Could we have a thread on Welsh Customs?

Gwych i glywed, @Deborah-SSi! Much of the spread of the Mari Lwyd as a kind of key Welsh tradition in recent years has been down to the work of Trac Cymru - as it says on their website - “going round the country delivering workshops to schools and community groups, and working with local enthusiasts to bring communities together to learn about this unique Welsh tradition”.


I’m definitely aware of the midwinter portion, but I figure one needs to plan ahead to find a skull source. :crazy_face:

I’ve got a strong Welsh (with some Scots/Irish) family background and thought I owed it to myself to have some facility with my cultural roots which have been erased. I’m also working on a thesis relating to oral cultures as they impinge on literacy and how memory plays a role in that. Old Welsh provides a view on the sort of cultural changes I’d love to look at, though it may be a while before I’m at a level of fluency to make that research bear fruit.

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Diolch am esbonio, diddorol iawn. Thanks for explaining.

@CatrinLliarJones Welsh customs! One of your favourites :heart:


I thought the idea and history of Sioni Winwns (Johnny Onions) was a fascinating one.

Isn’t there also a common pattern of a generic first name combined with a career (butcher, baker, etc.) that is a cultural Welsh feature? I’d love to have examples of others if people can provide them.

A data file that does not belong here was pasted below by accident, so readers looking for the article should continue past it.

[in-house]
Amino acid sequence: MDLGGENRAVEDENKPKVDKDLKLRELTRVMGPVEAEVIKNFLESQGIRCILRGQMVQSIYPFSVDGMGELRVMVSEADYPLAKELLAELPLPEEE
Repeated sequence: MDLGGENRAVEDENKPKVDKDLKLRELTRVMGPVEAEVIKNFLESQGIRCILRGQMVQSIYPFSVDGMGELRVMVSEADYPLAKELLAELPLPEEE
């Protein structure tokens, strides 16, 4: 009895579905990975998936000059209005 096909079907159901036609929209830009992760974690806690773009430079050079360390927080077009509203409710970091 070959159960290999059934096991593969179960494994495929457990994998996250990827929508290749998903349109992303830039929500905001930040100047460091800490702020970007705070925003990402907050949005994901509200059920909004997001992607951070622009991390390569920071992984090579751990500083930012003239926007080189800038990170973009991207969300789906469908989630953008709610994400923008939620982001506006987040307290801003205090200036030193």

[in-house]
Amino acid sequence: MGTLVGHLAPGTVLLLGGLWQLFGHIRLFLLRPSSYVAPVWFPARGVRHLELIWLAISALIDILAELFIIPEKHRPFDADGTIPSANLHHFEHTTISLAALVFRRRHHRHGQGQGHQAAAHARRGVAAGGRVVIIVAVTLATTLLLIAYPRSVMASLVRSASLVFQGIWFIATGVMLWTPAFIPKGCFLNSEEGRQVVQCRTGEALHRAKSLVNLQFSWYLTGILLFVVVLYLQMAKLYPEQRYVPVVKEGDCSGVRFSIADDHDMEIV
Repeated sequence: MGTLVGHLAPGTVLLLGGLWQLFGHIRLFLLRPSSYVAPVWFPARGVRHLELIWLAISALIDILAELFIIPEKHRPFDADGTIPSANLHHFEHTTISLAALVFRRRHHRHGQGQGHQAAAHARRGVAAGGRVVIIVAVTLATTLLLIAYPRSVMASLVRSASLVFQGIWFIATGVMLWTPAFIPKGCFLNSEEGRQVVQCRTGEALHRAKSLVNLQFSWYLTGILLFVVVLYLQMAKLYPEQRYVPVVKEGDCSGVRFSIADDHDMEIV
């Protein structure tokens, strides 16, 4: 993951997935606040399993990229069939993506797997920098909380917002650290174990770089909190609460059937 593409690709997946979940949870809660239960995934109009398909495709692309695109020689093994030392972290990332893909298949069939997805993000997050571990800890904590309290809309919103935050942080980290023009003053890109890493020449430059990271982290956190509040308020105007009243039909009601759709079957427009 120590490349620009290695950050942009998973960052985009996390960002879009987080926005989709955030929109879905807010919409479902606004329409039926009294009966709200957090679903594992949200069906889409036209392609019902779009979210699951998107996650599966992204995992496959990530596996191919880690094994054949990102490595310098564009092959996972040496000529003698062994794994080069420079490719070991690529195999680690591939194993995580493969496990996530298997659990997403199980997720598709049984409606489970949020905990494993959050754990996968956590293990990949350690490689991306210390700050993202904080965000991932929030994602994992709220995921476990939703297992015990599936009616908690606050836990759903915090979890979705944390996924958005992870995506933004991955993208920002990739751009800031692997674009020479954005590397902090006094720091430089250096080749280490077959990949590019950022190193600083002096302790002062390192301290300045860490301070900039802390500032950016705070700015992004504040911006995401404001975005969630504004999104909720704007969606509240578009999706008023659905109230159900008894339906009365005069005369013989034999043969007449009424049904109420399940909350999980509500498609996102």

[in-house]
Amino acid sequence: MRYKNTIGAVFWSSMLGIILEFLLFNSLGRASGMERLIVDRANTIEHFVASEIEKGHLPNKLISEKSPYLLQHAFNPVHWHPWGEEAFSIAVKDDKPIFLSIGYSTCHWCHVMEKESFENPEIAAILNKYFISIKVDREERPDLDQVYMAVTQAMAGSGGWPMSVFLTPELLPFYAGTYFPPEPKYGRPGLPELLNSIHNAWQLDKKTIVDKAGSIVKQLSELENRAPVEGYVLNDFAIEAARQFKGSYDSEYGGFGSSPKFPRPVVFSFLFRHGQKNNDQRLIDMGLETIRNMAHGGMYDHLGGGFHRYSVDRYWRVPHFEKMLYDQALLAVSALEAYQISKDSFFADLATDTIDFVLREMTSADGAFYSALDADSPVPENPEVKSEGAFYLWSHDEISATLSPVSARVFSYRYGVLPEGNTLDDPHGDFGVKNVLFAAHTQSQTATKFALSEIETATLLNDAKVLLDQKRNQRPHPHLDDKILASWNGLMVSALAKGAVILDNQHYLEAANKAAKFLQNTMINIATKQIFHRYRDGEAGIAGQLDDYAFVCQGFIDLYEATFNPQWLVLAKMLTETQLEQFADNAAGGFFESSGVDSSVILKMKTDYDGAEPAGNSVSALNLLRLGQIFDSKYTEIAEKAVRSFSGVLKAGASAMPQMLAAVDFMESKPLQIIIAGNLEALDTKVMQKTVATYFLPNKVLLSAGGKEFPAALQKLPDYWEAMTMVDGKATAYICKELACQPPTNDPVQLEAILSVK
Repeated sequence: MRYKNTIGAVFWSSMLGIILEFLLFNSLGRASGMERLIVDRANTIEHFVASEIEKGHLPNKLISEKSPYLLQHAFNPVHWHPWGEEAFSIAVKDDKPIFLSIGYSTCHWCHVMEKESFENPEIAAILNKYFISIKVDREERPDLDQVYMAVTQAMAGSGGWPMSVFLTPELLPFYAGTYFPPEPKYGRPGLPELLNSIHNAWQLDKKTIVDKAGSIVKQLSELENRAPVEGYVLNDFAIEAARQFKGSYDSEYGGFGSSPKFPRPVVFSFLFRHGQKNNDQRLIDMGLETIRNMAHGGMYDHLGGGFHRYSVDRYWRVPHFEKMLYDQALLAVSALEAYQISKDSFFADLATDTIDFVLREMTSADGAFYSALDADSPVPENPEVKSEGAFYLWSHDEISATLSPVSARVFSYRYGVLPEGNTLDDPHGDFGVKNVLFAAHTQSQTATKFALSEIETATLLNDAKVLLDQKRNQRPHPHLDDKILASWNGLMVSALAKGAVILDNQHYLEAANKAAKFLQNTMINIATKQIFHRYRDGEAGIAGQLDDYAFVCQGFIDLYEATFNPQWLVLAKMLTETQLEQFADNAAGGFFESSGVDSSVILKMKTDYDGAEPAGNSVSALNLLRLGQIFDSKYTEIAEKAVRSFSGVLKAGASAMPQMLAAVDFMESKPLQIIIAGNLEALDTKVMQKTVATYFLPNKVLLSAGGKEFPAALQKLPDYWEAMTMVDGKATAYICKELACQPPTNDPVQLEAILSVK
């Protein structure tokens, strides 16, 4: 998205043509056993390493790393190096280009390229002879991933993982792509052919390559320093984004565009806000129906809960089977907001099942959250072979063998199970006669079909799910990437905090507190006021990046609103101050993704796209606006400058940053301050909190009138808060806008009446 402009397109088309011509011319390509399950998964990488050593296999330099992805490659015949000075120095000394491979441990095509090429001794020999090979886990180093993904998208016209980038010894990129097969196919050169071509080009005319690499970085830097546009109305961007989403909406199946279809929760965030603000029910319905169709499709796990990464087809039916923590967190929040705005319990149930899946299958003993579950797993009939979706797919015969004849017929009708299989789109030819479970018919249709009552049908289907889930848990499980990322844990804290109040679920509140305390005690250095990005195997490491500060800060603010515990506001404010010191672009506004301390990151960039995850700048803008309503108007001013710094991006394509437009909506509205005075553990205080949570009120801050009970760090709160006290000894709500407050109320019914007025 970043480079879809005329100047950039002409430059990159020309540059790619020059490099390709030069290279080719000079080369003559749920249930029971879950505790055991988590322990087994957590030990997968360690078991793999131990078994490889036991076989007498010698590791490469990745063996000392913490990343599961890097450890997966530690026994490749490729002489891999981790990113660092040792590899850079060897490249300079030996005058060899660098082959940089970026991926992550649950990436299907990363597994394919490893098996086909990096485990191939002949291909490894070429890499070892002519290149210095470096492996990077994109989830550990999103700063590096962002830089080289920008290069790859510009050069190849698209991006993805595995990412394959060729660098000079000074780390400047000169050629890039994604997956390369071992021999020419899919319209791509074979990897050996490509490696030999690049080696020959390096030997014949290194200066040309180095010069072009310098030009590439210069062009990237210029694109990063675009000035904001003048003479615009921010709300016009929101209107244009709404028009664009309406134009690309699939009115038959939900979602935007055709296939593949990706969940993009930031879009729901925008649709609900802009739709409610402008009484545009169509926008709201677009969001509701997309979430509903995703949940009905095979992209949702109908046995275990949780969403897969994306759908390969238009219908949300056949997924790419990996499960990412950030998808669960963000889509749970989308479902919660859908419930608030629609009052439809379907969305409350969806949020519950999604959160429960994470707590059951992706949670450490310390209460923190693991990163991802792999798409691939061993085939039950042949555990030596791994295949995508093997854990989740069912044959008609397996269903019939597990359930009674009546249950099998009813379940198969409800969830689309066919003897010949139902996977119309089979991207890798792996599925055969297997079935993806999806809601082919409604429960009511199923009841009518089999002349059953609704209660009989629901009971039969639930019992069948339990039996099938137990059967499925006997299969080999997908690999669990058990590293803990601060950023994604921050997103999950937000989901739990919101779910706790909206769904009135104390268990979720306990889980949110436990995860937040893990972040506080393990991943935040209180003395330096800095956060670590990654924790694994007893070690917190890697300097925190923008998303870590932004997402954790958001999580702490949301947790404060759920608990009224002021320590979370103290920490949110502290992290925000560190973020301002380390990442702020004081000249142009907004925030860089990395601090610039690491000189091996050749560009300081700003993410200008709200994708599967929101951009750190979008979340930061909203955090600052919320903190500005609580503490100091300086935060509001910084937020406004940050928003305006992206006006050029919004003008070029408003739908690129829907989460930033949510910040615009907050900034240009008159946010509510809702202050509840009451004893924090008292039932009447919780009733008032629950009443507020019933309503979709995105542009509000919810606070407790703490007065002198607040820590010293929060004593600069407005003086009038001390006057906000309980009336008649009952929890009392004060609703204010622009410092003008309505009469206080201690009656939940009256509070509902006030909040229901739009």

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In a newspaper article about my dad, David, (another Welsh physicist) and his work with crystals, the headline referred to him as “Dai the Atom”. :smile: The fact that he had very little to do with Atomic Physics did not discourage the headline writer. :smile:


That’s a wonderful story @HuwJones! Sorry I didn’t make it to the Ukulele session in your ‘pabell’ but I did get to a taster session in Maes D and now have 2 chords firmly under my belt! Hope to meet again sometime in the future,

Not me on the Ukelele, @jenny-5. I was on the Institute of Physics stand in the Science and Technology village where our musical instruments were a Theremin and do it yourself “straw oboes”.

It was good to bump into you on the Maes and see you in the Vale on the Monday evening though.

My Dad had two friends when I was growing up called Neil so they became Neil Chef and Neil Garage.